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Disaster training center on tap for Houston Community College

Houston Community College is doing something that’s downright cool. It’s’ planning a $30M “resiliency operations center” to offer realistic disaster training to first responders, construction workers, and the public.

Houston is literally a disaster waiting to happen. In the past six years, the city has dealt with multiple floods and hurricanes. It also had power grid failure that left Houstonians (and much of Texas) without heat as temperatures plunged below zero. As the city cleaned up after Hurricane Harvey, Houston’s mayor, Sylvester Turner, decided that Houston would become a resilient city. Disaster training is a big part of that plan.

The term “resilient city” isn’t just political chatter. It involves taking constructive steps to mitigate, avoid and deal with the impact of climate change. HCC’s Resiliency Operations Center will include a 39-foot swift-water rescue training course that will cut through campus. In addition, HCC will build a 15-foot, deep-dive tank, and a 100-foot simulated “rocky gorge” that includes both above-water and below-water obstacles. The course will also include submerged or flooded “buildings.” The idea is to train first responders and others in an environment that’s both incredibly challenging and realistic.

According to Chancellor Cesar Maldonado, the idea is to provide the disaster training that Houstonians will need to cope with the city’s changing environment. The disaster training facility will help people understand how to deal with flooded street, submerged vehicles and other similar obstacles, mass evacuations, downed power lines and disabled infrastructure.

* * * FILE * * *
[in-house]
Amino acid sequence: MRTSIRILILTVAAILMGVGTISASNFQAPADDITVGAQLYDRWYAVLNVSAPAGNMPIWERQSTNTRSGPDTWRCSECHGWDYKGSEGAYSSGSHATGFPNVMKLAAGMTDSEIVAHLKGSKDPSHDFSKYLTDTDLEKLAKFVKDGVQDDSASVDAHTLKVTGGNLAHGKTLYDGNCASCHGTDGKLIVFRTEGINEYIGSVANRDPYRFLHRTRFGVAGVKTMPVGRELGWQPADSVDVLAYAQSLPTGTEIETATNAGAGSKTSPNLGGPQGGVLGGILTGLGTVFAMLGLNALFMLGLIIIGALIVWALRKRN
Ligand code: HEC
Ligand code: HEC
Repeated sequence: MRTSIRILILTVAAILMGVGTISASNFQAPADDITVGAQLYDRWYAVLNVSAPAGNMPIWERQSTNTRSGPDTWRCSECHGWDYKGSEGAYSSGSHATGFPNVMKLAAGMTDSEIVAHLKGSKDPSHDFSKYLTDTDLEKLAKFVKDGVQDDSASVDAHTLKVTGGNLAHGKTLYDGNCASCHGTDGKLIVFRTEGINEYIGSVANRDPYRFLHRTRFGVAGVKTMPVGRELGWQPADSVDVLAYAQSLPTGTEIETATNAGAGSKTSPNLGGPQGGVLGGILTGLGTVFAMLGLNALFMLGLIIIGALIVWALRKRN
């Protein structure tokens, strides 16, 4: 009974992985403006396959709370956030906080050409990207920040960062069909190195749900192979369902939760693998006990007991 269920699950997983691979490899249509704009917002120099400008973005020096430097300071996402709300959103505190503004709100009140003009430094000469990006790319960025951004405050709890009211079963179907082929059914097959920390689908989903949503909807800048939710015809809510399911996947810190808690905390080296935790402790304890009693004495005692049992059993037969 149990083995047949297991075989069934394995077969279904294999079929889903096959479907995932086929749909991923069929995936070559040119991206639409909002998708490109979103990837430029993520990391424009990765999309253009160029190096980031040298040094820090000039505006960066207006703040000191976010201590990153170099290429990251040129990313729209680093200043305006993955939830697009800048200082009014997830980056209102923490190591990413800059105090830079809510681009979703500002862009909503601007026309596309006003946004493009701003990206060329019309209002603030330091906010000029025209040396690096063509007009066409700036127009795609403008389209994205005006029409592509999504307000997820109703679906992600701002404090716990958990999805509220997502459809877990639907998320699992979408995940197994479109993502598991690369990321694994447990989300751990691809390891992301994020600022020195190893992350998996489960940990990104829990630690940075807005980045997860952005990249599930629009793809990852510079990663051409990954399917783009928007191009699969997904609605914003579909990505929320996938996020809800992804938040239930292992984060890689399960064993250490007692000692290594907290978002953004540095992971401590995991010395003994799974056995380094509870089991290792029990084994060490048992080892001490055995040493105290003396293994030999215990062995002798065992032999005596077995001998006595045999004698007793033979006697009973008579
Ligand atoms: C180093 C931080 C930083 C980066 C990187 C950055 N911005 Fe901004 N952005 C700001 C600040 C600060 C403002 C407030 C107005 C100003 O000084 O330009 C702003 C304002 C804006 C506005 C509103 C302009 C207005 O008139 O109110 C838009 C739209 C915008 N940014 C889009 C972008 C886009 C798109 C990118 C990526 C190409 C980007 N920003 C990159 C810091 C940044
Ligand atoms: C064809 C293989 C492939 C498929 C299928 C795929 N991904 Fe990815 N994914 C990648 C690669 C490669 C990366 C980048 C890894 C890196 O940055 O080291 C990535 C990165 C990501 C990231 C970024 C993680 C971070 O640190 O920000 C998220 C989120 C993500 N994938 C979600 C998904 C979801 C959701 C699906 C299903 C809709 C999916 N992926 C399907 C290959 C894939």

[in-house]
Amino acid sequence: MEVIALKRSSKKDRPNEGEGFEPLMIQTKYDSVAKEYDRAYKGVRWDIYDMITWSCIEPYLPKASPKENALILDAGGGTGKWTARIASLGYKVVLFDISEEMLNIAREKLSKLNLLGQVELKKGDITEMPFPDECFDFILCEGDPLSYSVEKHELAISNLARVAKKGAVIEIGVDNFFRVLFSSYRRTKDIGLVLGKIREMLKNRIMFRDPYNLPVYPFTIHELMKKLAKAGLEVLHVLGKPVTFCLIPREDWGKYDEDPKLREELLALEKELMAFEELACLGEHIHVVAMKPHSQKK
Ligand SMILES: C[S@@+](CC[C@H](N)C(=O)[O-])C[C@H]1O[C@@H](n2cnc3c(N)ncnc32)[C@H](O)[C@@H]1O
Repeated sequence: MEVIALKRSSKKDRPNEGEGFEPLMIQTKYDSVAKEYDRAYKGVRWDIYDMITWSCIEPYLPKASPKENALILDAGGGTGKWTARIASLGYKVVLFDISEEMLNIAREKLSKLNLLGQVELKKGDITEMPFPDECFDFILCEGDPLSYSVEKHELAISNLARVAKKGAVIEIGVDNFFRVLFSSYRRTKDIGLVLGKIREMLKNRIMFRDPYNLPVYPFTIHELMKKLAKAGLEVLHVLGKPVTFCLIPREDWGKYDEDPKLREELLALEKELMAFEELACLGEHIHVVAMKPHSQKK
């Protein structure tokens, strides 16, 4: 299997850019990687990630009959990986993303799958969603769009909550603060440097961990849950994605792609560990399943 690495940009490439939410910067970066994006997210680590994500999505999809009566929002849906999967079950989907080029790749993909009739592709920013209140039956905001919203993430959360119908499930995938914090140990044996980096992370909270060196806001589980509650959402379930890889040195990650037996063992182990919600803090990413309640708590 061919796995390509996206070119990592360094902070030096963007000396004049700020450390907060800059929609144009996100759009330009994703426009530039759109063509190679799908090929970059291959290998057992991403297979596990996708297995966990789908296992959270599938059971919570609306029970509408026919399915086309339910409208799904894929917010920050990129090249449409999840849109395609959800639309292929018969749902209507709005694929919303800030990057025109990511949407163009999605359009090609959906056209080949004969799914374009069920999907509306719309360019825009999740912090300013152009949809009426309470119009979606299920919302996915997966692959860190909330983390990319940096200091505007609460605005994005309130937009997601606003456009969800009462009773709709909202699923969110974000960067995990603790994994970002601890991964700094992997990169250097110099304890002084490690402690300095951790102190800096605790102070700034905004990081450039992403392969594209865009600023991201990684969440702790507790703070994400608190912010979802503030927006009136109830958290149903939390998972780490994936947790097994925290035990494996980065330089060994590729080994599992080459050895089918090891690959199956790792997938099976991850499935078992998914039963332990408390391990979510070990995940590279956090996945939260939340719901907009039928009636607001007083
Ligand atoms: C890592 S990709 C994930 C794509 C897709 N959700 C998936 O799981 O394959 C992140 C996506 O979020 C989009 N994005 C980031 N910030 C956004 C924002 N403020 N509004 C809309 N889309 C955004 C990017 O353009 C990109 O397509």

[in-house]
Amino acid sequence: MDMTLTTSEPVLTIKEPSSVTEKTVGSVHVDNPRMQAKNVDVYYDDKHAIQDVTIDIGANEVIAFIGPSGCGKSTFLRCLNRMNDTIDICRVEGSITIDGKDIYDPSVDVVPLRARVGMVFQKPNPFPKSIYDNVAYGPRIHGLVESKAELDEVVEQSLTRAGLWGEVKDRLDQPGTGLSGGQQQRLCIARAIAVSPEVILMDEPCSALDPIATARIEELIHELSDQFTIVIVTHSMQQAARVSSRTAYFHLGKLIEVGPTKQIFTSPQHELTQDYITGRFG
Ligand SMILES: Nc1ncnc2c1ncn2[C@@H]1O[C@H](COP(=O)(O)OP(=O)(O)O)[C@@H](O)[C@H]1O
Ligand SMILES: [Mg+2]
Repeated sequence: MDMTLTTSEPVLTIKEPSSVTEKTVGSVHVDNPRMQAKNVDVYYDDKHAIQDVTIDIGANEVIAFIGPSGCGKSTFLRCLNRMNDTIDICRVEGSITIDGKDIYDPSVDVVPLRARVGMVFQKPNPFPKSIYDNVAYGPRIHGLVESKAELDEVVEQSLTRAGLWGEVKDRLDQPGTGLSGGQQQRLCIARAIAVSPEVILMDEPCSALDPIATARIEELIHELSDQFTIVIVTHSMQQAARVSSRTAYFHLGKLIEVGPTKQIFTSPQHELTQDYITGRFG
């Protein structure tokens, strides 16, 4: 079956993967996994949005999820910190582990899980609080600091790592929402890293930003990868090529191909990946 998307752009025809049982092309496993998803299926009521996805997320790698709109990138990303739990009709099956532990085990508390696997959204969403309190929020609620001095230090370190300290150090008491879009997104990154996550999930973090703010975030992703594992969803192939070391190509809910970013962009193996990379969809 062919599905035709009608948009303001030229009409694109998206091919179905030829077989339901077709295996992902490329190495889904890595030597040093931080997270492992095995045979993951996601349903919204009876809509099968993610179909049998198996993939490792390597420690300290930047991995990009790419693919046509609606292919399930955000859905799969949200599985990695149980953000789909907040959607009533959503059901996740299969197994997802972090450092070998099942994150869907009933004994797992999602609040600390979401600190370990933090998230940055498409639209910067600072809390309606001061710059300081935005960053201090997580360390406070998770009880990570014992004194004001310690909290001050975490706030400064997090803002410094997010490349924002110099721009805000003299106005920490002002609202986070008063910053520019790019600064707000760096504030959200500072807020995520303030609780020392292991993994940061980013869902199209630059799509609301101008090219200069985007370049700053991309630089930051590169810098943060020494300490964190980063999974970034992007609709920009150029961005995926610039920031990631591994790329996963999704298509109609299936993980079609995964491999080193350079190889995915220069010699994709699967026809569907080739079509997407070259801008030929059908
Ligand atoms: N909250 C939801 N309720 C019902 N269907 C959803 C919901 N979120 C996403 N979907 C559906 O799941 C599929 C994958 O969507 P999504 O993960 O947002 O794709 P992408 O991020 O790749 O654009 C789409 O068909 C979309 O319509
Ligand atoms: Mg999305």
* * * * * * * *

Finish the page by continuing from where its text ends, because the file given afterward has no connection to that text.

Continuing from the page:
HCC doesn’t plan to limit access to the disaster training course to Houston’s first responders. Mayor Turner wants at least 500,000 Houstonians trained and certified in managing rapidly developing disasters. Houston currently has a population of 2.3M people, so Turner wants more than 20% of the city’s population to go through the course at HCC.

Resiliency requires disaster training for everyone

Turner wants ordinary residents trained to manage disasters because that’s who’s most likely to be available when a disaster strikes. Having 1 out of every 5 residents correctly trained to manage crises will help reduce injuries during a crisis. Also, it will increase awareness of crisis management and make crisis response easier for Houston’s firefighters, paramedics, police, utility workers and residents.

HCC’s resiliency training course is a major step toward being able to reach that goal, but constructing the course will not be cheap. The Texas State Legislature has allocated $5M to the project. Private donors have raised an additional $10M. That leaves another $15M yet to be raised. HCC believes it can get some federal funding for the project as well.

HCC already has some coursework built. Non-credit disaster training includes basic emergency preparedness, risk assessment for homeowners, debris removal, medical triage and understanding insurance. The college also plans to develop related associate degree programs.

This is a prime example of a community college that returns value to its community. HCC is playing an active role in the city’s disaster preparedness process. Houston’s disasters in the past decade have demonstrated the city’s need for a comprehensive, coordinated approach to training its first responders, businesses, and residents in the best way to respond to adversity.

(As a point of comparison, Washtenaw Community College administrators would like to build a hotel on campus.)

Photo Credit: Coast Guard News , via Flickr